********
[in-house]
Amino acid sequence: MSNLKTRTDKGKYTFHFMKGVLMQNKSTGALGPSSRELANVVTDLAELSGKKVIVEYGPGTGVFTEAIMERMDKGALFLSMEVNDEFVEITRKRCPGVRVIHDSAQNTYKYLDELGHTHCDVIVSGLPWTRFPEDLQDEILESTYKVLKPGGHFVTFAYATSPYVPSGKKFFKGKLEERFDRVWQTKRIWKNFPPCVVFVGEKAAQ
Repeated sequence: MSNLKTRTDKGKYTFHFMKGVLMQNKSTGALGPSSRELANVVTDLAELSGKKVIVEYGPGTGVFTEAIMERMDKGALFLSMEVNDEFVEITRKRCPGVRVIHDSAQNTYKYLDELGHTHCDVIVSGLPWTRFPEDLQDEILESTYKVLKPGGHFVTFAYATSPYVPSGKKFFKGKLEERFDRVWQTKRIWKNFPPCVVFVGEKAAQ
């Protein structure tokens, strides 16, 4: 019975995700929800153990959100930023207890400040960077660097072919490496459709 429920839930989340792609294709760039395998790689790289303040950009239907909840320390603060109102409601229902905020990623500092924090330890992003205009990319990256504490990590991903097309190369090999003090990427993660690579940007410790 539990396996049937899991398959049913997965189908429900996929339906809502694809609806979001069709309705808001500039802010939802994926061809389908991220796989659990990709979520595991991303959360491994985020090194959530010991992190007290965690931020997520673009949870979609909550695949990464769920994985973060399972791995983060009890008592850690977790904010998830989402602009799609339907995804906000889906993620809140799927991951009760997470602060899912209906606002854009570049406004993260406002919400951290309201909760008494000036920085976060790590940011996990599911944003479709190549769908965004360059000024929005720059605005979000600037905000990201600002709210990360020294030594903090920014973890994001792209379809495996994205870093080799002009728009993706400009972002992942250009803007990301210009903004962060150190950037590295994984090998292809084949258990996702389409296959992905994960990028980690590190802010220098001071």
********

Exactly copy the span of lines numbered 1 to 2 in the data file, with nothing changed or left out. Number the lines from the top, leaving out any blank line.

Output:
[in-house]
Amino acid sequence: MSNLKTRTDKGKYTFHFMKGVLMQNKSTGALGPSSRELANVVTDLAELSGKKVIVEYGPGTGVFTEAIMERMDKGALFLSMEVNDEFVEITRKRCPGVRVIHDSAQNTYKYLDELGHTHCDVIVSGLPWTRFPEDLQDEILESTYKVLKPGGHFVTFAYATSPYVPSGKKFFKGKLEERFDRVWQTKRIWKNFPPCVVFVGEKAAQ